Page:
Summarized by Kent Larsen
Court sides with Mormons in battle over massive Belmont temple
Boston MA Herald 2Jun99 C3
by Eric Convey
A Federal judge in Massachusetts has thrown out one of the two remaining
court challenges to the Boston Temple, upholding a state law that exempts
religious groups from local zoning regulations. In the ruling, U.S.
District Court Judge Doublas P. Woodlock noted that "The Dover Amendment
has a secular purpose of prohibiting discrimination." The Dover Amendment
is the popular name for the 1950 Massachusetts law that exempts religious
and other nonprofit groups from local zoning.
"It's a good day for religions throughout the state," said LDS Church
member Ken Harvey, who is a lawyer.
The suit was brought by Margaret Boyajian, Charles Counselman and Jean
Dickinson, whoclaim that the Dover law violates the separation of church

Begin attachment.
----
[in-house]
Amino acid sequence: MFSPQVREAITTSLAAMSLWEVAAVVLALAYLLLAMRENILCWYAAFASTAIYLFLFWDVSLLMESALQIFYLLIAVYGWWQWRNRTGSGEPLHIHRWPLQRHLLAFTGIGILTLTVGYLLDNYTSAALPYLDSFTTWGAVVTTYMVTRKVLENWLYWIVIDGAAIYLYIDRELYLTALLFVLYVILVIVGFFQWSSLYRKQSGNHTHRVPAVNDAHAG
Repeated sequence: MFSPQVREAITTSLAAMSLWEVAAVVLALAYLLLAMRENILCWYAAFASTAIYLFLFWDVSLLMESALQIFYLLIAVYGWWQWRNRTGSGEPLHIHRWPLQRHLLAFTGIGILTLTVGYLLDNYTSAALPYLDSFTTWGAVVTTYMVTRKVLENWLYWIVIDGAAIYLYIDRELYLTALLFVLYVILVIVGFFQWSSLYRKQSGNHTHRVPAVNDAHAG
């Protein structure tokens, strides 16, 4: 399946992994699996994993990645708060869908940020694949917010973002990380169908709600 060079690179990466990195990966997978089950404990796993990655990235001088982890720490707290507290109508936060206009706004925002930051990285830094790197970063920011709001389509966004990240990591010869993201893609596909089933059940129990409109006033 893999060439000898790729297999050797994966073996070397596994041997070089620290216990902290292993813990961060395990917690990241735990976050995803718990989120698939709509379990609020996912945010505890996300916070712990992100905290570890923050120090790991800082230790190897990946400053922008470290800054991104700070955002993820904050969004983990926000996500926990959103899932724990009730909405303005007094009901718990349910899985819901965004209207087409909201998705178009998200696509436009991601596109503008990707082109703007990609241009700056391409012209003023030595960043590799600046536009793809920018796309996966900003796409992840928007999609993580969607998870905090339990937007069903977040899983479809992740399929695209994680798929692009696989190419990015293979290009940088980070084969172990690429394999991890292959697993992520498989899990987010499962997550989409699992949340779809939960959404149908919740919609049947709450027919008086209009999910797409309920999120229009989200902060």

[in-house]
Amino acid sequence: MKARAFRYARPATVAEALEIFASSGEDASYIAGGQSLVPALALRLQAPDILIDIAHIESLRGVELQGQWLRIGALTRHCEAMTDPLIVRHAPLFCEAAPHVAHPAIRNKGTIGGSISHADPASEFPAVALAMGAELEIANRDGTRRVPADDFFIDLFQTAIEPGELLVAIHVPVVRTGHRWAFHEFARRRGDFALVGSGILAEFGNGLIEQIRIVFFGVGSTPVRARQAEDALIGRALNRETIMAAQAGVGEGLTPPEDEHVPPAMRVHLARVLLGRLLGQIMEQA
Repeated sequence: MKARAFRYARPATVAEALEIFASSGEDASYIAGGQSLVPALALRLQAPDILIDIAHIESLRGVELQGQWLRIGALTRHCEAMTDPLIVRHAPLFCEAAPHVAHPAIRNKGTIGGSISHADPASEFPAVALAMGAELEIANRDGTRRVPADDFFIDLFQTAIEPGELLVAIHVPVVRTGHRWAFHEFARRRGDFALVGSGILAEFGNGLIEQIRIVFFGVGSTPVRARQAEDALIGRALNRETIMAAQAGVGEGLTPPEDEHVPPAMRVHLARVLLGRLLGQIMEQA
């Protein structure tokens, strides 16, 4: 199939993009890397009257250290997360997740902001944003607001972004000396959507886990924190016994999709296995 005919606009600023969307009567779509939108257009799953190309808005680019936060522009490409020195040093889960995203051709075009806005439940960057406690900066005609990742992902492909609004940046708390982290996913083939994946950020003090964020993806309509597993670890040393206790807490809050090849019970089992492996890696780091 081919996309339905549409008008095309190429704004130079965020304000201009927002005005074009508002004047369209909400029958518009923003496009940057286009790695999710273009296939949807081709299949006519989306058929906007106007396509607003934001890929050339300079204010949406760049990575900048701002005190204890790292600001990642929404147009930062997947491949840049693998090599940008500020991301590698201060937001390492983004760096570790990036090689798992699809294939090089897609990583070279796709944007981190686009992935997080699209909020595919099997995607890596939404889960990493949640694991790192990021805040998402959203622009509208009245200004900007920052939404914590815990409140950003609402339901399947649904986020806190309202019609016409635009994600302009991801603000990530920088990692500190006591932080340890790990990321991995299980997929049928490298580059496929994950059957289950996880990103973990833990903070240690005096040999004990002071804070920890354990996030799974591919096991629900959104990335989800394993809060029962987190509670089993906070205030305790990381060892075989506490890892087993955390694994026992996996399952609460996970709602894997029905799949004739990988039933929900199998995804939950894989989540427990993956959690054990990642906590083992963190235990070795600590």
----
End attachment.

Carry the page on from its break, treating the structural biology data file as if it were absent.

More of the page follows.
and state in the U.S. Constitution. They note that the law would not exempt
an athiest group from local zoning. They plan to appeal the case to the
District Court level. "If you're going to win a case like this, you're
going to have to take it up (to a higher court), because very few judges
are going to throw out a state law,'' said Mark White, attorney for the
The remaining case is a challenge to the size of the Temple's steeple. The
Belmont Zoning Board of Appeals allowed a 139-foot steeple, but the zoning
bylaws limit structures to 78 feet. Construction on the spire is on hold
until the case is resolved. Harvey notes that loosing that case would have
a significant impact on the building, "We'd have to have a church without
a steeple," he said. "That's an odd sight in New England."